Few question the claims that the Iraqi militias attacking US personnel are backed by Iran. That is a given. Somehow, nobody has chosen to ask why Iraqi militias would be attacking US personnel. If Iran is backing those particular militias, nobody in the Blob wants to ask why Iran doesn’t mind such attacks. Sure, the US assassinated Iranian Major General Qassem Soleimani during a visit to Iraq in January of 2020. That strike also killed Iraqi militia leader Abu Mahdi al-Muhandis. The notion that Iraqi militias are rational actors that are responding to the military moves of those around them seems to completely escape the Blob’s mind. On the other hand, the US bombing a Syrian border facility and killing 22 pro-government Syrian fighters is defensive and an appropriate response.
Ultimately, what these strikes show is a foreign policy consensus built around the belief that animosity towards Shi’a entities is strategic. In other words, the DC think tanks take the raw Sunni sectarianism that their Gulf monarchy funders provide, process and filter it, and vomit out a more acceptable politics of hostility with Iran. Of course, the Pentagon and State Departments may not think in such crude ways, but their policies reflect the beliefs of Saudi Arabia and the Gulf monarchies, and those monarchies are at their core sectarian Sunnis. It is this pipeline of sectarianism, filtered and cleaned up, that feeds the Blob the wholesale assumptions that Iran is an Enemy that cannot be reasoned with or talked to.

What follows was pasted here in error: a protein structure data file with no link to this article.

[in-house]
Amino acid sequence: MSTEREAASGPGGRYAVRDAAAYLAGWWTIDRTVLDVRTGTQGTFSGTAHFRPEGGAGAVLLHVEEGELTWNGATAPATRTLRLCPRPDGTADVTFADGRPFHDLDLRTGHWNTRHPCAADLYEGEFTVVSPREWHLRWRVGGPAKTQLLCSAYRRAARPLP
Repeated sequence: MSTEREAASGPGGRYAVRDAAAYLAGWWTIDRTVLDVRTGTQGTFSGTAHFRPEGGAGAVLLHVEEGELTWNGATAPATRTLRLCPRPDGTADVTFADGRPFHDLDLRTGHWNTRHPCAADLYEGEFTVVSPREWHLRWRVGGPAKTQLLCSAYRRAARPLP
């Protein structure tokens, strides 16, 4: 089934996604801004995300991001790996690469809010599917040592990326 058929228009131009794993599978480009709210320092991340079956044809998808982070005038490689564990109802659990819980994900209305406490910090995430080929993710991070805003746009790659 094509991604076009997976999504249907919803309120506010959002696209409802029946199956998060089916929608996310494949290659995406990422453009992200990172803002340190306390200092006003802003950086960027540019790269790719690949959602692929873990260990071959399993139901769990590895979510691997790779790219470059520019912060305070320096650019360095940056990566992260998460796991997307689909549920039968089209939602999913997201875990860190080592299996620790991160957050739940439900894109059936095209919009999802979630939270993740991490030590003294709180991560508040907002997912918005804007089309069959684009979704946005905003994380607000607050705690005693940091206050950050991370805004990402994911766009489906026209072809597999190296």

And the result? The Biden administration insists that Iran return to compliance with the JCPOA nuclear deal before the US removes sanctions, despite the fact that it was the US that withdrew from the deal in the first place. Consequently, the window for the resurrection of the JCPOA is closing fast. If Iran was treated like a rational actor with concrete political and economic interests, the US would understand the need to return to JCPOA first in good faith. Unfortunately, such politics would require a fundamental challenge to the role of the Blob in DC, and we can’t have that, so on we go with the charade.